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Duke basketball may have been robbed of game-winning free throw attempts at the end of regulation on Saturday. The Blue Devils surely won’t garner much sympathy, but the controversial sequence will surely not go over well in Durham.
With 1.2 seconds remaining in the second half, Duke had the ball inside its own half. The score was tied at 58.
Star freshman Tyrese Proctor threw the ball in from the sideline to 7-foot center Kyle Filipowski, who broke through the Hoos defense and caught the bounce pass in stride on his way to the hoop. He didn’t even take a dribble before going right up for the potential game-winning layup.
As Filipowski went to the rim, two Virginia defenders closed in and kept his shot from going in, but a foul was called on the play. The late whistle would have sent the Blue Devils to the line for two shots.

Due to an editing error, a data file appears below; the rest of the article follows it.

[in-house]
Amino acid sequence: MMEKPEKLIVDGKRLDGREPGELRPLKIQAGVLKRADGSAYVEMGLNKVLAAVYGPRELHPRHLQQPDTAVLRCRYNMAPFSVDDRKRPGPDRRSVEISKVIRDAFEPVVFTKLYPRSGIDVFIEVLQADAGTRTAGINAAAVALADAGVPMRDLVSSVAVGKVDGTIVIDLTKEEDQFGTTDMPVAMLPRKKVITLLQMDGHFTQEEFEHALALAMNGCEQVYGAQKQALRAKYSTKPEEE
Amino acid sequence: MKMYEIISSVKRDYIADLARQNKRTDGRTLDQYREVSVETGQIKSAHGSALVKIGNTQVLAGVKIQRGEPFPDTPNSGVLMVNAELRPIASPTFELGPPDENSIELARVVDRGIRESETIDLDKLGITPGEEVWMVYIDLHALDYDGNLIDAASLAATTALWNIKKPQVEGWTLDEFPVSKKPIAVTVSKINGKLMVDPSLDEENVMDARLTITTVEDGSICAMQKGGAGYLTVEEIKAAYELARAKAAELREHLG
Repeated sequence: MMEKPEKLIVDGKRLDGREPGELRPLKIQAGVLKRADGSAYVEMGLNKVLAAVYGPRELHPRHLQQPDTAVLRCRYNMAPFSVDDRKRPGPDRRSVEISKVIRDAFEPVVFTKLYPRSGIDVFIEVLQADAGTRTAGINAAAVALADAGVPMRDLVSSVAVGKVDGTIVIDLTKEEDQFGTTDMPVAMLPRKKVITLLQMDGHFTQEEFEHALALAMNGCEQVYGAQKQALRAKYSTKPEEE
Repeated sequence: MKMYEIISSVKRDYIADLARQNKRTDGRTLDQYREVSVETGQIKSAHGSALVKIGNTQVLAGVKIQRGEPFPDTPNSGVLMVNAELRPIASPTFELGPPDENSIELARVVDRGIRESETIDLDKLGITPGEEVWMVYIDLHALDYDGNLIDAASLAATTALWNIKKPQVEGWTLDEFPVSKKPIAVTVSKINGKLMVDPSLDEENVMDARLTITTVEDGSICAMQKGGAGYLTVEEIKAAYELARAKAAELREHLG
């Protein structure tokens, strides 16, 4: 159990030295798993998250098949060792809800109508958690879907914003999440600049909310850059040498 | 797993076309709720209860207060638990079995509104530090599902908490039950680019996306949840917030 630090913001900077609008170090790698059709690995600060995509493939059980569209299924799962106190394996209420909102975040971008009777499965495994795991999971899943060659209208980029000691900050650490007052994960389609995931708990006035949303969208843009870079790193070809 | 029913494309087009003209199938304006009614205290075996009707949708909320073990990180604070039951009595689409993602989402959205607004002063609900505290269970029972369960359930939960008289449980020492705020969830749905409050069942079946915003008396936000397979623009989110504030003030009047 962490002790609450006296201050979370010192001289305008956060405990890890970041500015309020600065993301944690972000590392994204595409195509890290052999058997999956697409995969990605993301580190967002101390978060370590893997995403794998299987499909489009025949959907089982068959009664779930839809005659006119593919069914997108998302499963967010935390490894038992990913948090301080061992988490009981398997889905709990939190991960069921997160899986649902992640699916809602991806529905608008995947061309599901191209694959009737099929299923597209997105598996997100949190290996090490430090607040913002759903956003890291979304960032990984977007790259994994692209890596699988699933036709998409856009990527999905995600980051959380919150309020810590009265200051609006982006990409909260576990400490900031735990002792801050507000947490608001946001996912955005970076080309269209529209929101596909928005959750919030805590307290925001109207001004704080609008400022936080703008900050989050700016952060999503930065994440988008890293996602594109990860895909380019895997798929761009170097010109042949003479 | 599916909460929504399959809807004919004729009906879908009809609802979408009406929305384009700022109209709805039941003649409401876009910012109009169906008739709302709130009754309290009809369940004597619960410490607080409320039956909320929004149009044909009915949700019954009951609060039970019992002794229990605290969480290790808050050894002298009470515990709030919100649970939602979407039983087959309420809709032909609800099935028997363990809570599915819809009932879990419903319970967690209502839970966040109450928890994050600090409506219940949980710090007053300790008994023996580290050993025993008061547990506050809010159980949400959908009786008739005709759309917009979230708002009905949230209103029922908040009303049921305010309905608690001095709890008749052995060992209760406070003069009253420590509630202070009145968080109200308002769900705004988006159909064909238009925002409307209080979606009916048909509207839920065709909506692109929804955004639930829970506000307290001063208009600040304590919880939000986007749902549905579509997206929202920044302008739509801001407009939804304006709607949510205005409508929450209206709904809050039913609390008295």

One made free throw would have won the game.
However, upon further review, the officials ruled that contact was not made before the clock hit zero. As a result, the foul did not count. The clock had expired and the game went to overtime.
But was it the right call? Slow-motion replay seemed to show that contact was made on Filipowski with at least 0.1 seconds left.
Though it is hard to see exactly when the Cavaliers defenders first touched Filipowski’s hand, it appeared that contact was made with 0.2 seconds on the clock. It also looked to be hand-on-hand contact, not all ball.
Either way, it was a bold call to overturn the ruling on the floor.
If that was the case, and the foul occurred before the buzzer, Filipowski would have been awareded two shots for the win. Instead, the game continued on and the Cavaliers won by seven in the extra period.
One CommentLeave a Reply
There was :0.02 left on the clock. The Alumni fee worked for Virginia. The home crowd goes home happy and the refs were able to pay their mortgage this month